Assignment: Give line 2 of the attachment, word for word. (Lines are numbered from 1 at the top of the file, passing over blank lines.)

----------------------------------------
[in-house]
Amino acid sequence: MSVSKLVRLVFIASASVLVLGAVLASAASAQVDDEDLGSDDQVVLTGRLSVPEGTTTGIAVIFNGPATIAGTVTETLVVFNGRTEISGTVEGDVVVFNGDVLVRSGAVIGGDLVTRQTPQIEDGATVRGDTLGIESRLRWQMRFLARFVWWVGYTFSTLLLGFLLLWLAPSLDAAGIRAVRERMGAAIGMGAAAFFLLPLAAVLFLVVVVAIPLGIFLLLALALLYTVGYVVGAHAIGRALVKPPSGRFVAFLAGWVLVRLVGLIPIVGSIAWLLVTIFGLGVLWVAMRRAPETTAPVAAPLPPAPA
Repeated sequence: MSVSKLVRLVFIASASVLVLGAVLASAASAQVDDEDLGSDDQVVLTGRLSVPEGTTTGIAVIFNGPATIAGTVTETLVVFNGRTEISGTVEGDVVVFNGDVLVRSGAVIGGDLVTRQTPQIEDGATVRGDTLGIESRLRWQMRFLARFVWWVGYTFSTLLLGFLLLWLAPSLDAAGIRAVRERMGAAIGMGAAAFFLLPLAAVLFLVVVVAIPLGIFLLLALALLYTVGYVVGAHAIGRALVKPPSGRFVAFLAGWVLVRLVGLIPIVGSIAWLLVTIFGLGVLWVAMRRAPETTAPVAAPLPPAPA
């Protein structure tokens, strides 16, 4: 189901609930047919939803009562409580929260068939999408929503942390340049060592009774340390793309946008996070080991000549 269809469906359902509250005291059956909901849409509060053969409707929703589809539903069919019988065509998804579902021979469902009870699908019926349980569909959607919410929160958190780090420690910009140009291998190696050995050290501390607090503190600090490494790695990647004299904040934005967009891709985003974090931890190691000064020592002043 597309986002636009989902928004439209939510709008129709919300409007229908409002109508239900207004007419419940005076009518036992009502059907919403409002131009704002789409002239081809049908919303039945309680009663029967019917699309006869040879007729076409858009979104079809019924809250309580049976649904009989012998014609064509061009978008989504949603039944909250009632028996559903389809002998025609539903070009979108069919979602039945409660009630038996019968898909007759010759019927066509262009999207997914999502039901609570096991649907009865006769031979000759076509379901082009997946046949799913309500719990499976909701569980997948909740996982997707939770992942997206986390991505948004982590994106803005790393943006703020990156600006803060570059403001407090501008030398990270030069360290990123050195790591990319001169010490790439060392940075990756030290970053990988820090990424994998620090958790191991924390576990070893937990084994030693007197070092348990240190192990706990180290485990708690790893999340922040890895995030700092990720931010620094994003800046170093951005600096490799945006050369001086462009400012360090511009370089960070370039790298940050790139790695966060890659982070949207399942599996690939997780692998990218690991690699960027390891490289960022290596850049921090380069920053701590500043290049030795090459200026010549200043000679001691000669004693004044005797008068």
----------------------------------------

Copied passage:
Amino acid sequence: MSVSKLVRLVFIASASVLVLGAVLASAASAQVDDEDLGSDDQVVLTGRLSVPEGTTTGIAVIFNGPATIAGTVTETLVVFNGRTEISGTVEGDVVVFNGDVLVRSGAVIGGDLVTRQTPQIEDGATVRGDTLGIESRLRWQMRFLARFVWWVGYTFSTLLLGFLLLWLAPSLDAAGIRAVRERMGAAIGMGAAAFFLLPLAAVLFLVVVVAIPLGIFLLLALALLYTVGYVVGAHAIGRALVKPPSGRFVAFLAGWVLVRLVGLIPIVGSIAWLLVTIFGLGVLWVAMRRAPETTAPVAAPLPPAPA